The "Dinosauroid", the human-like product of a thought experiment about what the descendants of the dinosaur Troodon would look like today if the theropod had survived the end-Cretaceous mass extinction, is back. This time it has been invoked as an "I'm just sayin'..." defense by Richard Dawkins in a discussion about what life might be like on other planets. The article itself is here, but be sure to check out Darren's excellent take-down.
My own thoughts on the Dinosauroid will be featured in the conclusion of my forthcoming book Written in Stone.
I remember that from when I was in grade school! (Late 80's) I thought it seemed like a stretch even then.
How disappointing that Dawkins would buy into this teleological garbage. One need only look at the bloody thing to realise that it's just a projection of a few reptilian traits onto a straight-up human body plan. This is no serious attempt at all to imagine how dinosaurs would have evolved without the K-T extinction, it's just another display of ridiculous anthropomorphism and evolutionary ladder/chain of being thinking. (And the utter lack of imagination on the part of its advocates.)
I don't know if Dawkins actually buys into it, but his response to Shermer's point was pretty limp. "E.O. Wilson and Simon Conway Morris though about it, so it must have some merit!" The roles of contingency, constraint, and convergence in evolution are complex topics and I would have expected a more thoughtful response from someone held up as the "evolutionist laureate."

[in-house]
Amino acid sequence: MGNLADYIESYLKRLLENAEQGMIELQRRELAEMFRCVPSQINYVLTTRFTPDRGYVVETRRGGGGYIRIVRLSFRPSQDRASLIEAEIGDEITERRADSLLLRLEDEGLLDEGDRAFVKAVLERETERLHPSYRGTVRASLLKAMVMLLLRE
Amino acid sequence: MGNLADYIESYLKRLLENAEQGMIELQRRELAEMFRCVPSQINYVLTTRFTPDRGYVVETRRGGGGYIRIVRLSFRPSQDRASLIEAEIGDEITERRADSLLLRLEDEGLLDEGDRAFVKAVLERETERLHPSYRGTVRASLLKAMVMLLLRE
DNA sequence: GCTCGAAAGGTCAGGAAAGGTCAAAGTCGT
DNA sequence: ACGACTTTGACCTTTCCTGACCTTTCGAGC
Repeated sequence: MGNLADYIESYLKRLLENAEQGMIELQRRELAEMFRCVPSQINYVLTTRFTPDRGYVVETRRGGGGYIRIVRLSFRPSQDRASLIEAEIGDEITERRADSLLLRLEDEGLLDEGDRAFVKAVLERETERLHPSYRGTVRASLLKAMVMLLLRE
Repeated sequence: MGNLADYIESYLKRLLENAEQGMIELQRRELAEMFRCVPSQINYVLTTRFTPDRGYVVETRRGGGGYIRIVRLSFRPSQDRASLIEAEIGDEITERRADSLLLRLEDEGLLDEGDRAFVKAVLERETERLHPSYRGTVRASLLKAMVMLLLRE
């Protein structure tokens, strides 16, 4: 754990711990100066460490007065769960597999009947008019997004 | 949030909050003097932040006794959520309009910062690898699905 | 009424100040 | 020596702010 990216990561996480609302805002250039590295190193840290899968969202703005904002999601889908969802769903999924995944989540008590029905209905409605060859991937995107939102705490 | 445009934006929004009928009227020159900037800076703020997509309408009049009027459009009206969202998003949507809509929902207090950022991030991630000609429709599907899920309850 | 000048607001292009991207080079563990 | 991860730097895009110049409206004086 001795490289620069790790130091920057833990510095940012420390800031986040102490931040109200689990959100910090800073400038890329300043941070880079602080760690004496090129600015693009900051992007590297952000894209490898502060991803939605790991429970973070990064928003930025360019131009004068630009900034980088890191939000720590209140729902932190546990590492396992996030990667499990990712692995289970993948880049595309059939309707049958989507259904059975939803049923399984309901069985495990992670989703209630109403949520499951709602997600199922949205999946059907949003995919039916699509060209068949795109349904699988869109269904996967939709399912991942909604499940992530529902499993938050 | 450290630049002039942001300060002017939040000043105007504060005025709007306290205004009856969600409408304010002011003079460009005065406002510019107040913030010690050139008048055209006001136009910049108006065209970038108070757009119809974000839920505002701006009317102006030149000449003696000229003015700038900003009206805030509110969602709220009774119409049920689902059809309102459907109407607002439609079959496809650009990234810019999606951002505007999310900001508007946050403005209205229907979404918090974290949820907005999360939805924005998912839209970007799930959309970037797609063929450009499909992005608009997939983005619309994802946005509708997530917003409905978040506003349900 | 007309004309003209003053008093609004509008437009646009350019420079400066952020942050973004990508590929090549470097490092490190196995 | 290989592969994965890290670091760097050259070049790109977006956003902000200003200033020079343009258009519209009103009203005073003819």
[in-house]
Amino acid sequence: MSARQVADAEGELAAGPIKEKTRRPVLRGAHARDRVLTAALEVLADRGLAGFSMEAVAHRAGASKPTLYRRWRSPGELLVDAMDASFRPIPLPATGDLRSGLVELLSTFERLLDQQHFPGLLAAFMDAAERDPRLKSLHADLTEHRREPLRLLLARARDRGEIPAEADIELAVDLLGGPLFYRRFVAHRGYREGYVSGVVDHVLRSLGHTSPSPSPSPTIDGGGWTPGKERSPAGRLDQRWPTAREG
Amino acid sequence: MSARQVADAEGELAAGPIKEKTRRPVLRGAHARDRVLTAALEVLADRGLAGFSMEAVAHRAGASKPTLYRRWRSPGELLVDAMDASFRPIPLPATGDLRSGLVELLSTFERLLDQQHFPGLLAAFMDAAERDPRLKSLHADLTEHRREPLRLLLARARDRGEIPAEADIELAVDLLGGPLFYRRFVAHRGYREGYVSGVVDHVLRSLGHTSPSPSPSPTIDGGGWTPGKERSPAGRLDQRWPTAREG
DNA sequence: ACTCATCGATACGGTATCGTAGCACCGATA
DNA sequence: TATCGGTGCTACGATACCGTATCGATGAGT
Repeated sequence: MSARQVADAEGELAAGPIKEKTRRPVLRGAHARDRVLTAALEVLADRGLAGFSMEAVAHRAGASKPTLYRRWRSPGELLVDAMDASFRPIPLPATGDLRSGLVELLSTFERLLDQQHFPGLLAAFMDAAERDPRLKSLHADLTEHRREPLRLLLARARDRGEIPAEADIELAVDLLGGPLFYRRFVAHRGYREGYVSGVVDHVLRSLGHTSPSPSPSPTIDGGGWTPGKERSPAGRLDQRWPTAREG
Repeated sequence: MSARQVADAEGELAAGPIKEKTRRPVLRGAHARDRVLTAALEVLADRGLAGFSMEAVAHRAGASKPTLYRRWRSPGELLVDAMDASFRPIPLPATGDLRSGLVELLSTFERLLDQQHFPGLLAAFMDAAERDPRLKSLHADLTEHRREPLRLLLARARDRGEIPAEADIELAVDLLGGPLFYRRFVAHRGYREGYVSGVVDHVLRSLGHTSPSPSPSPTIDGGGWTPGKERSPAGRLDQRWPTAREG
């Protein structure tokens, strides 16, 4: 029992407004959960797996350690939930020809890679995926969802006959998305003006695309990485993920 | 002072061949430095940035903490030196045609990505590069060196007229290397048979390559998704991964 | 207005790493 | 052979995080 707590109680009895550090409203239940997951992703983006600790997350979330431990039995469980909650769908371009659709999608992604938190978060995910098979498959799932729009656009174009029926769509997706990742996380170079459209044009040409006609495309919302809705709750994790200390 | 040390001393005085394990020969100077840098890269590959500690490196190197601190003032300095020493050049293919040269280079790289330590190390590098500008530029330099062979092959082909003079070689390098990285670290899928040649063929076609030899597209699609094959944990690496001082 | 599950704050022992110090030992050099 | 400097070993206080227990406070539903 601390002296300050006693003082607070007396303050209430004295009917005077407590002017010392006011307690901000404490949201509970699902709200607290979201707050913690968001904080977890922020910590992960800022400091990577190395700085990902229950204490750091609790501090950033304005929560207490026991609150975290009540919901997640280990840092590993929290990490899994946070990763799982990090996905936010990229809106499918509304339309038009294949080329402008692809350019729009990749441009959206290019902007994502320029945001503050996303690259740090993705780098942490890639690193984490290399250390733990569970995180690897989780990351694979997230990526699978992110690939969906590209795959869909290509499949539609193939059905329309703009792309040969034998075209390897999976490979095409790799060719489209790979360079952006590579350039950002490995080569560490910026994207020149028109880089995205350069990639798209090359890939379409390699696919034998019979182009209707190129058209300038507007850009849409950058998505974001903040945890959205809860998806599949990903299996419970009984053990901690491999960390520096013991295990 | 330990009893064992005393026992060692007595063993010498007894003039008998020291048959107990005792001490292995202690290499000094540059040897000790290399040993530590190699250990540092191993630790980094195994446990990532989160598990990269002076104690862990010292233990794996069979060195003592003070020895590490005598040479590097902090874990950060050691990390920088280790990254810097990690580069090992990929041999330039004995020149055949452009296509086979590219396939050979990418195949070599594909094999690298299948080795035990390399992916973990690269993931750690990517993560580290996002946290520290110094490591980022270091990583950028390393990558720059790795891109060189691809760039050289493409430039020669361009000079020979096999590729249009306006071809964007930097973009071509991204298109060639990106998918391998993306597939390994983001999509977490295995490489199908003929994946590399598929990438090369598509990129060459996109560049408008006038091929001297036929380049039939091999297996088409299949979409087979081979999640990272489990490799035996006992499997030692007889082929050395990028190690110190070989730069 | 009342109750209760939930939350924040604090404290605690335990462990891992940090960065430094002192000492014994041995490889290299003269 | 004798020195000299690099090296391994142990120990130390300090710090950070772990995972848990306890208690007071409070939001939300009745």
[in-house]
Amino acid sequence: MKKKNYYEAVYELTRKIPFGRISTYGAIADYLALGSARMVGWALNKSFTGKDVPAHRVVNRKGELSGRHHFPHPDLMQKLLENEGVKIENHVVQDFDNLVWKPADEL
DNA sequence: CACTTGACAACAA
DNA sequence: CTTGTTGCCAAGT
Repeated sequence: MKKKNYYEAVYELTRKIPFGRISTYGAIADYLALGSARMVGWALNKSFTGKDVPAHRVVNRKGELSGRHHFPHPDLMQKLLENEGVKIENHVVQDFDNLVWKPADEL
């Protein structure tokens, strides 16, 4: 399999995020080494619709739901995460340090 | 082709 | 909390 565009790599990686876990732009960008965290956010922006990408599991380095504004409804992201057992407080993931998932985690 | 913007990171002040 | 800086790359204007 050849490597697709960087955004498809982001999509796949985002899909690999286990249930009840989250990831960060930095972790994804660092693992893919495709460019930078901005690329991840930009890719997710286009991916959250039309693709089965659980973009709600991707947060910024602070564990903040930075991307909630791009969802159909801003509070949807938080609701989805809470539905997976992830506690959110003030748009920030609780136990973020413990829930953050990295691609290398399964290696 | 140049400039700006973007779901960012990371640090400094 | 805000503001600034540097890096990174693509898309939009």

Dawkins also trips over himself when he brings up Neanderthals. Neanderthals do not show that something human-like would evolve twice because they were hominins that evolved from an earlier genus of Homo and our close relatives. Of course they would be similar to us.
As some have suggested, I have to wonder if these is some kind of response to S.J. Gould's thoughts on contingency and what would happen if we could hit the "redo from start" button on evolution. I can't imagine that Dawkins is unaware of the teleological/theological baggage the Dinosauroid carries with it, and if that's true I really don't know why he chose to use it as a counterexample to Shermer. And the continued popularity of the Dinosauroid is why a discussion of it is going to appear in the conclusion of my book.
I recall a science fiction story in Analog, back in the 90's. We explored the moon and found an abandoned colony which had been constructed by dinosaurs. The dinosaurs had evolved intelligence and ended up driving themselves extinct with atomic war. I googled around for this story without success, but found that there are a fair number of science fiction stories featuring intellingent dinosaurs with civilizations, etc. I thought you might find this interesting.
OTOH, that recontructed pic would make a GREAT costume for a cool SciFi movie...
One of the more enjoyable books (okay, trilogy of books) involving intelligent dinosaurs:
The author also did an interesting book involving Neanderthals: